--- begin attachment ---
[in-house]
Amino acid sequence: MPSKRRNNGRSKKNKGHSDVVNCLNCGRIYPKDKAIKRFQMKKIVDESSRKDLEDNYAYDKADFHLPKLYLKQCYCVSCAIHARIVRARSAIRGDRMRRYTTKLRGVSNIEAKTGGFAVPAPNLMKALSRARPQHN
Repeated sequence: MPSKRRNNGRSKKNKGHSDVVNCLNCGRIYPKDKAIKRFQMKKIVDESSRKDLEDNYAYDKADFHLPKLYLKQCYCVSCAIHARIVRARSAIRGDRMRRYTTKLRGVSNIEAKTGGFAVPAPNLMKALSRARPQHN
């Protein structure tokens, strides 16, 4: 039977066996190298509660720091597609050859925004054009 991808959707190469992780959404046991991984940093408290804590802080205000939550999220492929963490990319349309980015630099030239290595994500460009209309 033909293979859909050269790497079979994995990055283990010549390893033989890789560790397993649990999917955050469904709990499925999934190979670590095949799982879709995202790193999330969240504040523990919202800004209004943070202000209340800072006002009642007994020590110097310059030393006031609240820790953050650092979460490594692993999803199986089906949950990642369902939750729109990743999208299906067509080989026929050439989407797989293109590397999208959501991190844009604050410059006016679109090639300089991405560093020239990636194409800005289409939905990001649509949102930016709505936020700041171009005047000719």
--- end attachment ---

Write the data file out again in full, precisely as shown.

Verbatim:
[in-house]
Amino acid sequence: MPSKRRNNGRSKKNKGHSDVVNCLNCGRIYPKDKAIKRFQMKKIVDESSRKDLEDNYAYDKADFHLPKLYLKQCYCVSCAIHARIVRARSAIRGDRMRRYTTKLRGVSNIEAKTGGFAVPAPNLMKALSRARPQHN
Repeated sequence: MPSKRRNNGRSKKNKGHSDVVNCLNCGRIYPKDKAIKRFQMKKIVDESSRKDLEDNYAYDKADFHLPKLYLKQCYCVSCAIHARIVRARSAIRGDRMRRYTTKLRGVSNIEAKTGGFAVPAPNLMKALSRARPQHN
């Protein structure tokens, strides 16, 4: 039977066996190298509660720091597609050859925004054009 991808959707190469992780959404046991991984940093408290804590802080205000939550999220492929963490990319349309980015630099030239290595994500460009209309 033909293979859909050269790497079979994995990055283990010549390893033989890789560790397993649990999917955050469904709990499925999934190979670590095949799982879709995202790193999330969240504040523990919202800004209004943070202000209340800072006002009642007994020590110097310059030393006031609240820790953050650092979460490594692993999803199986089906949950990642369902939750729109990743999208299906067509080989026929050439989407797989293109590397999208959501991190844009604050410059006016679109090639300089991405560093020239990636194409800005289409939905990001649509949102930016709505936020700041171009005047000719």